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Music has long had a known association with individual people’s mental state. The English playwright William Congreve famously wrote in 1697 that “Music has Charms to sooth a savage Breast, To soften Rocks, or bend a knotted Oak.” Congreve’s point, of course, is that music can and does have an effect on peoples’ mood, and that music categorized as “classical” in particular can have a relaxing effect on those listening, whether consciously or subconsciously. Many new parents use classical tunes or softly-recorded children’s songs to help ease babies to sleep. Similarly, a Mozart serenade, for example, “Eine Dleine Nachtmusik” K. 525, and concertos from other composers like Rachmaninoff, Bach and many others are often used for the purpose of sedating or easing the mental state of audiences or individual listeners. A theme for a thesis, therefore, could involve the use of music for this purpose.
Another possible theme could involve music designed to politically motivate listeners in line with the composer’s intent. Such songs as Buffalo Springfield’s “For What It’s Worth,” Barry McGuire’s “Eve of Destruction” (written by P.F. Sloan), Crosby, Stills and Nash’s “Chicago,” and Creedance Clearwater Revival’s “Fortunate Son” were all inspired by and in turn further inspired the anti-war and pro-civil rights protest movements of the 1960s and early 1970s. These songs, reflections of their time, have a visceral effect on listeners that helped motivate them to take action in a socially progressive way.
On a more academic level, there have been many scientific studies regarding the effects of music on human emotions. Researchers from Stanford University’s School of Medicine conducted such a study, measuring brain activity when exposed to various musical compositions. As the August 2007 announcement of the research team’s findings, which included the monitoring of the brains of patients listening to a particular recording of classical music, stated:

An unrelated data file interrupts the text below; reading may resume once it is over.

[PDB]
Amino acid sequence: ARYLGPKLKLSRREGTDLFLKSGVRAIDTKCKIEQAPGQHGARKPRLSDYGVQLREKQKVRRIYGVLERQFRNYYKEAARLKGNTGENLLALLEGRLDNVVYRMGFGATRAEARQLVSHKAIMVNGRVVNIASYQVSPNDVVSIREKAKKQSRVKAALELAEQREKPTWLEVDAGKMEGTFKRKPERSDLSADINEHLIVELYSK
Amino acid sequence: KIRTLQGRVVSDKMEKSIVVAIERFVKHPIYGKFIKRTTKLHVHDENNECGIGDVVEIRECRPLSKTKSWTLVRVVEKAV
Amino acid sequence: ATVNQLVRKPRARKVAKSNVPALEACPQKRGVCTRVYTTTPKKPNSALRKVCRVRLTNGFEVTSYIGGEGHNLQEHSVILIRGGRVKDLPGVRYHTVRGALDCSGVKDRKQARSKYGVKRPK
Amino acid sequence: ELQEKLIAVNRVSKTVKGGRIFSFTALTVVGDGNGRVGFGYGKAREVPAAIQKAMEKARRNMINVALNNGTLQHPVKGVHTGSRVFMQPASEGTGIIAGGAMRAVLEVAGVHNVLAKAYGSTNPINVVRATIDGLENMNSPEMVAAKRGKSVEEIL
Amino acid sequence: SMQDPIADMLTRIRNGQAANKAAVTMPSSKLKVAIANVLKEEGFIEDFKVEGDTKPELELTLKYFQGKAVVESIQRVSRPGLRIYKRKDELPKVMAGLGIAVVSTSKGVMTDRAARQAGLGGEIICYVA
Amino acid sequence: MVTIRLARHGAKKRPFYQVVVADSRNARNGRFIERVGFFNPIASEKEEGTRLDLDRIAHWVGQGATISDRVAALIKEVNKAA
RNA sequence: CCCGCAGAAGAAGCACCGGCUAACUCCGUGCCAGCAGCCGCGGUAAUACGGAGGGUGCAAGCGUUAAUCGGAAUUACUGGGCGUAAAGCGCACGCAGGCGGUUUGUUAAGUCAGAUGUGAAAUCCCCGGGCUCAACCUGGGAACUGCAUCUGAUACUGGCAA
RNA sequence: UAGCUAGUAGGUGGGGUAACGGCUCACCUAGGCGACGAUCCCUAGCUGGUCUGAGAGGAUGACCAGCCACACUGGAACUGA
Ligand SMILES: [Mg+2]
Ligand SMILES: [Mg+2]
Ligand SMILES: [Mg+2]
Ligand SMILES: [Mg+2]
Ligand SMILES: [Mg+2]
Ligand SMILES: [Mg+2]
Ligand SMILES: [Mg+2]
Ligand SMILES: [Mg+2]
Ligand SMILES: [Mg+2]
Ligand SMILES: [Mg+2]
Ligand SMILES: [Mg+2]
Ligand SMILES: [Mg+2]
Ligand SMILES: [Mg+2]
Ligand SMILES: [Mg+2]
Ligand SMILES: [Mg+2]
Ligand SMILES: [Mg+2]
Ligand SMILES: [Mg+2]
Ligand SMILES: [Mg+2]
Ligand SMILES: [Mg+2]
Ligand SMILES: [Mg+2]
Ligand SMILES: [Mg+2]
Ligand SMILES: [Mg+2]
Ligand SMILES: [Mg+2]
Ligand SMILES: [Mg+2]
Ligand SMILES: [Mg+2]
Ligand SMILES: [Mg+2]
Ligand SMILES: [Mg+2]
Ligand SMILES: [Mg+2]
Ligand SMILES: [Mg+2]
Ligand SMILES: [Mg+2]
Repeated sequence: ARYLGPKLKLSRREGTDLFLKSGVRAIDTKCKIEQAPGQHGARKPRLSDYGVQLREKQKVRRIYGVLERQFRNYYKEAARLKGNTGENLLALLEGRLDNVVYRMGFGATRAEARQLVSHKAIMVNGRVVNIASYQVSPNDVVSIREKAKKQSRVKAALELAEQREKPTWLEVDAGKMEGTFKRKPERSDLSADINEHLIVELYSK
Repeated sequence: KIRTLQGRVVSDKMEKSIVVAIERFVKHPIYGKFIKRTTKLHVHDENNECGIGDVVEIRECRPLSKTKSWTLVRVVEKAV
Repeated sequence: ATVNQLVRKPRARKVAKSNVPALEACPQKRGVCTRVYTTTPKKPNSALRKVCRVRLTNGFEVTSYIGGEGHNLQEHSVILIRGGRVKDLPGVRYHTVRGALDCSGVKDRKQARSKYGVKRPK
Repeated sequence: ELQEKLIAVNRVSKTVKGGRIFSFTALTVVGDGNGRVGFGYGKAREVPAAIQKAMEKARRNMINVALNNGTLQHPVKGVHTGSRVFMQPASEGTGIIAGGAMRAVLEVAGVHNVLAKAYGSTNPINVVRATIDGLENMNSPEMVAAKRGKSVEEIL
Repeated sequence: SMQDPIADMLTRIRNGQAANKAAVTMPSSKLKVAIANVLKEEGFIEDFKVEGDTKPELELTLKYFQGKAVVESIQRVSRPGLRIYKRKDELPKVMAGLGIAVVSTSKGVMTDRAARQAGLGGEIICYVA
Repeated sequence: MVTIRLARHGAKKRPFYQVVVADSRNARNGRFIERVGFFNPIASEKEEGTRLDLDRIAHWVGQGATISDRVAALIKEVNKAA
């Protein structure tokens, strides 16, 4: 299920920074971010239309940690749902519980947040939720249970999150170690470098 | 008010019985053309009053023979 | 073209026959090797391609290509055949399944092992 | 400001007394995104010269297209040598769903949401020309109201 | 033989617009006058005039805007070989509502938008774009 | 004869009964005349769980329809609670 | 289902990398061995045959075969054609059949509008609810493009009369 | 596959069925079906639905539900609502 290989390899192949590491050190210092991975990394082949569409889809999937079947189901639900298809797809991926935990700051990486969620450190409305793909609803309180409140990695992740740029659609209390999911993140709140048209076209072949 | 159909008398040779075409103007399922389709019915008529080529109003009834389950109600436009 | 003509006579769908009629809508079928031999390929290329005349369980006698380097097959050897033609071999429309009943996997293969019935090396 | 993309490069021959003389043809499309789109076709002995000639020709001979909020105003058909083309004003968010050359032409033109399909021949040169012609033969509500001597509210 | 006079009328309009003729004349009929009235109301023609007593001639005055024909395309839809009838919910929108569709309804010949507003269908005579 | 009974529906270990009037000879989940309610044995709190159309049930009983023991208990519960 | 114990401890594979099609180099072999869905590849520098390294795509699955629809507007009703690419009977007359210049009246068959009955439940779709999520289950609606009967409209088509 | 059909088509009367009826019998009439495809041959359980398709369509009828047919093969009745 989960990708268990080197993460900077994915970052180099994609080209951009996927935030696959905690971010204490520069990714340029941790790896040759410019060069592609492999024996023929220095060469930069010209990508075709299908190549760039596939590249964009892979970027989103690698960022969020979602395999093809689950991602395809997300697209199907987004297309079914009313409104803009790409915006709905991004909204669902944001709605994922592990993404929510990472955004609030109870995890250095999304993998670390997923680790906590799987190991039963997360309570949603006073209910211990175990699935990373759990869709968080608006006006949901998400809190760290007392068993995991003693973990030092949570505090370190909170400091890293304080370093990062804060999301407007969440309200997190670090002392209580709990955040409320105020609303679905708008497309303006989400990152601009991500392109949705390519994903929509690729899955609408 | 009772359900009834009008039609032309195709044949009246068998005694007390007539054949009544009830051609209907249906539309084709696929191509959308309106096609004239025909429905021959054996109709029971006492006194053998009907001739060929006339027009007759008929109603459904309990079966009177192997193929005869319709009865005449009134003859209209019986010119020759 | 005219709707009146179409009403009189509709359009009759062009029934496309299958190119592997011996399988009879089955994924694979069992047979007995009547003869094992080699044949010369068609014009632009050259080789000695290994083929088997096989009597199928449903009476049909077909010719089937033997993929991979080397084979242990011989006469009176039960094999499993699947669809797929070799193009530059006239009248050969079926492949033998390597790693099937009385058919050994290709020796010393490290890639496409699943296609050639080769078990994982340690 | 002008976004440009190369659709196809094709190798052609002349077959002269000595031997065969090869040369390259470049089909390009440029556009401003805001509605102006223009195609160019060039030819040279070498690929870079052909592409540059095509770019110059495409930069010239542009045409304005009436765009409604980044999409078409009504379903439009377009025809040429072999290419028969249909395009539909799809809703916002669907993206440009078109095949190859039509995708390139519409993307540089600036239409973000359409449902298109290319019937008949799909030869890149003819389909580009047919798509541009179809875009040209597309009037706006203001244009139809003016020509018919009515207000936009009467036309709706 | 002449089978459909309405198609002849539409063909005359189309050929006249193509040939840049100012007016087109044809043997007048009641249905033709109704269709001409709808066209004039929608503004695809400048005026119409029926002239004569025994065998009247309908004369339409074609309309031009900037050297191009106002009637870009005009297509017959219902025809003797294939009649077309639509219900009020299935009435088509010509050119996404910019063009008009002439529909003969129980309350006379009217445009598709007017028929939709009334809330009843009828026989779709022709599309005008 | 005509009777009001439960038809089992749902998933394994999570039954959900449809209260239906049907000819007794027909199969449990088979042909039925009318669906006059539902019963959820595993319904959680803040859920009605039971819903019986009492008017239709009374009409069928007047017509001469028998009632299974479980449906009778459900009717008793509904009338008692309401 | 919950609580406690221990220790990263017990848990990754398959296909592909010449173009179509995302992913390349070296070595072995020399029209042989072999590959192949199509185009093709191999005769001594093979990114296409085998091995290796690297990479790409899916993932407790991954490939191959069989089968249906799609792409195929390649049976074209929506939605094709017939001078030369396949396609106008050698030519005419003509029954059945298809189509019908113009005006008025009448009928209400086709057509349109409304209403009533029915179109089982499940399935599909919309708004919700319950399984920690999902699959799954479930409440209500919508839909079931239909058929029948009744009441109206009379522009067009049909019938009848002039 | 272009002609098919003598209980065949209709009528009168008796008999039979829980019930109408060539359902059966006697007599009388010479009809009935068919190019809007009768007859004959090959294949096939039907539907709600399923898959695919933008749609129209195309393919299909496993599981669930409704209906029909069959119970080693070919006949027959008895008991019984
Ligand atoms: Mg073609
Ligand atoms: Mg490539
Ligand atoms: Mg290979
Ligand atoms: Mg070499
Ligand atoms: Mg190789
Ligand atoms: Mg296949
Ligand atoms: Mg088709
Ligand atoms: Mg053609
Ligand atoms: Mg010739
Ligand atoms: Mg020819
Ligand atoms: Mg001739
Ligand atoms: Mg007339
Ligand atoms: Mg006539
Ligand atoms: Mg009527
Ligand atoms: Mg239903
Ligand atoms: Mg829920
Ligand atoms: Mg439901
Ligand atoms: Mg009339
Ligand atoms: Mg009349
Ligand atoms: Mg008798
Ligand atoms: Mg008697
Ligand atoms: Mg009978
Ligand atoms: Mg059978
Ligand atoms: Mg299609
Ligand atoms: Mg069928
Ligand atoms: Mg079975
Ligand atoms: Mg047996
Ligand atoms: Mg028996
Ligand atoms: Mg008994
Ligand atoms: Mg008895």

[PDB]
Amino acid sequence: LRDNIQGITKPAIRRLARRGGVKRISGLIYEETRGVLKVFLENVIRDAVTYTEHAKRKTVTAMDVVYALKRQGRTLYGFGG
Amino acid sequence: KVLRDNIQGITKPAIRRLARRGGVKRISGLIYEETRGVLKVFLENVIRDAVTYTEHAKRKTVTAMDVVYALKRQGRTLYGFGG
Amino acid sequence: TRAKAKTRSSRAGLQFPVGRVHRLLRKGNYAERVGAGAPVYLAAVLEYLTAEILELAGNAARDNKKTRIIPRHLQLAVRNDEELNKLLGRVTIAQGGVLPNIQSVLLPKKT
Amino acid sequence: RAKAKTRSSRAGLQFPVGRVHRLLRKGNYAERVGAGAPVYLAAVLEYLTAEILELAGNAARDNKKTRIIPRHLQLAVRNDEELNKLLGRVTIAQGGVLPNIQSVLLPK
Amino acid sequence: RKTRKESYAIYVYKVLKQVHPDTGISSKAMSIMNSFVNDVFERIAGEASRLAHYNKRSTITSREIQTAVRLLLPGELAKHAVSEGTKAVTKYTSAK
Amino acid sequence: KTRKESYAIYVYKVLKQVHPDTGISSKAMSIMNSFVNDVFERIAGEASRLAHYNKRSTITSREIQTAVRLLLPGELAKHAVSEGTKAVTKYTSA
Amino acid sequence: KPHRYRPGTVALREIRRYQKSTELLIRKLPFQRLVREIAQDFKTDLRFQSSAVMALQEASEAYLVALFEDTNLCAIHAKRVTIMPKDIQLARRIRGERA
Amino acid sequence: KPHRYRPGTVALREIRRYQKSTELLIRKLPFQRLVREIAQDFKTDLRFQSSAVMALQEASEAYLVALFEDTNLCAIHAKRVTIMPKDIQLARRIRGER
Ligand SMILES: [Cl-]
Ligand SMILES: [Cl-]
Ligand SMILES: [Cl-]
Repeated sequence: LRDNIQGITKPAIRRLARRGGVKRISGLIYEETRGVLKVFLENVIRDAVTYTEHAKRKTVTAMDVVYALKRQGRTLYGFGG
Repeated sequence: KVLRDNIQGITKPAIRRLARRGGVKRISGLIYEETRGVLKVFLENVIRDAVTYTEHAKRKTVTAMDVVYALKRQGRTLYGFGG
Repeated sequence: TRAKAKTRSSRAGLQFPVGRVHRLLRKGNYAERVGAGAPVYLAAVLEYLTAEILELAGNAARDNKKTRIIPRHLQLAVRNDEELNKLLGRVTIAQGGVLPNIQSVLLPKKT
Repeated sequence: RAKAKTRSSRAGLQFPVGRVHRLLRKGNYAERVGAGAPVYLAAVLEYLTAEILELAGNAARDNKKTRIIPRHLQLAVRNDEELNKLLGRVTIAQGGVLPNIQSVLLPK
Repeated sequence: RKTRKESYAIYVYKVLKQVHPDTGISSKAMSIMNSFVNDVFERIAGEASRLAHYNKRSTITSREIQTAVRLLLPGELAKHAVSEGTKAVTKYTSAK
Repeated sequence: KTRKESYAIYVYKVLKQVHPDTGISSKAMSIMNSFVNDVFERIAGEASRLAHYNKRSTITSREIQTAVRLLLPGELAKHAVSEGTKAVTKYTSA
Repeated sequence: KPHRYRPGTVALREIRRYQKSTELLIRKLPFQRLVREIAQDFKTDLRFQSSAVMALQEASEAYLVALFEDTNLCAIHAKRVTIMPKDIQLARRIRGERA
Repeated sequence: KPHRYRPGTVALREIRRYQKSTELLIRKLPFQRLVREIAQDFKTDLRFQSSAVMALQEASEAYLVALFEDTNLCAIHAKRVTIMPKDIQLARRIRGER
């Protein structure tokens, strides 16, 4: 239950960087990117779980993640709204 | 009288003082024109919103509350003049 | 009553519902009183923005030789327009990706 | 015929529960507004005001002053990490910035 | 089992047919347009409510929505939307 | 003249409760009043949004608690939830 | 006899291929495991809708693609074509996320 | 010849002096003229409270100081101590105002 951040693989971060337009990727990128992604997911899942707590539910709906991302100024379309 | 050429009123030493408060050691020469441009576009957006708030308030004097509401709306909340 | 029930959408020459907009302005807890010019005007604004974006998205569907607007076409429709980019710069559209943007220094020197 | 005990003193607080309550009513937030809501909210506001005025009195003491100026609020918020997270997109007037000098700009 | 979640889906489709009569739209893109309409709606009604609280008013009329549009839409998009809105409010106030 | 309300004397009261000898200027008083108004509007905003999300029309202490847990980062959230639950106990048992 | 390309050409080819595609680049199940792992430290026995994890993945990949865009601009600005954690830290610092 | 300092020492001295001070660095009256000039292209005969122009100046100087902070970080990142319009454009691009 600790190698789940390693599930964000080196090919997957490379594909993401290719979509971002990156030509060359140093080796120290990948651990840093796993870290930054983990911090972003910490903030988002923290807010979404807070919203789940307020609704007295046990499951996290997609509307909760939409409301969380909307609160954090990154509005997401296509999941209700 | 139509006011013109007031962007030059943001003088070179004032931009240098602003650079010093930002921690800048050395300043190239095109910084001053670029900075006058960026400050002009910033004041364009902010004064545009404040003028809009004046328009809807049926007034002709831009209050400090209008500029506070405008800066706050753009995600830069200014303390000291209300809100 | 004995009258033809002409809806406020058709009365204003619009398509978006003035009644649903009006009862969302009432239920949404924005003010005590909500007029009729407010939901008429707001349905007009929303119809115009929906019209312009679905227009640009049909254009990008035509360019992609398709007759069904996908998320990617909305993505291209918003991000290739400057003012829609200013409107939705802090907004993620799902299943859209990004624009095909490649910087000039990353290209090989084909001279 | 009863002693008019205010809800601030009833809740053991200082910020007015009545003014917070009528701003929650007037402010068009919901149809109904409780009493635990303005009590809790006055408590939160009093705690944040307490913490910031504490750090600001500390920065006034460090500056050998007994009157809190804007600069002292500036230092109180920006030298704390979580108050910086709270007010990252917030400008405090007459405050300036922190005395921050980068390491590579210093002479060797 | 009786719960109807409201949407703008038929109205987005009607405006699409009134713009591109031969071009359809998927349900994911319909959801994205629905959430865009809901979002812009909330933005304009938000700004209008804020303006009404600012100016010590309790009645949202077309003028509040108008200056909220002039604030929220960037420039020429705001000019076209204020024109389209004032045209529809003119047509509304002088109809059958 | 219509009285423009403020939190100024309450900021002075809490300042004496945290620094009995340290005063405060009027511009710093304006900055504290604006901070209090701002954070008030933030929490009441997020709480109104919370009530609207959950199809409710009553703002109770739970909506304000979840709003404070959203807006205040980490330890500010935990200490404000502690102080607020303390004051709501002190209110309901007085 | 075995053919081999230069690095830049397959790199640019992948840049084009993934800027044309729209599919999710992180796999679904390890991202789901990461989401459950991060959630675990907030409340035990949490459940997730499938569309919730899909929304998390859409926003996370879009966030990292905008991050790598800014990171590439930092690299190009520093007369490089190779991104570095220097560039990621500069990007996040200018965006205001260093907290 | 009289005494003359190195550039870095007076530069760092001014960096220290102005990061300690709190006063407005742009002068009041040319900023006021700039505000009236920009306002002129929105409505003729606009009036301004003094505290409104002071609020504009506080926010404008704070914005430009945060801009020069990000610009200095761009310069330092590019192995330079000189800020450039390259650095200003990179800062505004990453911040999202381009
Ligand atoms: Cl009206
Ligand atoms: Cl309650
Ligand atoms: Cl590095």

“The research team showed that music engages the areas of the brain involved with paying attention, making predictions and updating the event in memory. Peak brain activity occurred during a short period of silence between musical movements – when seemingly nothing was happening.” [“Music Moves Brain to Pay Attention, Stanford Study Finds,” www.med.stanford.edu/news_releases/2007/july/music.html]
Another academic source on the effects of music on the human brain can be found in Brain: A Journal of Neurology (Volume 129, Issue 10, brain.oxfordjournals.org/content/129/10/2528.full). In an article titled “The Power of Music” Oliver Sachs wrote the following:
“We see the coercive power of music if it is of excessive volume, or has an overwhelming beat, at rock concerts where thousands of people, as one, may be taken over, engulfed or entrained by the music, just as the beat of war drums can incite extreme martial excitement and solidarity.”
There is no shortage of information on the effects of music on mood. Simply entering the phrase “effects of music on mood” will lead to multiple links that any student should find helpful.
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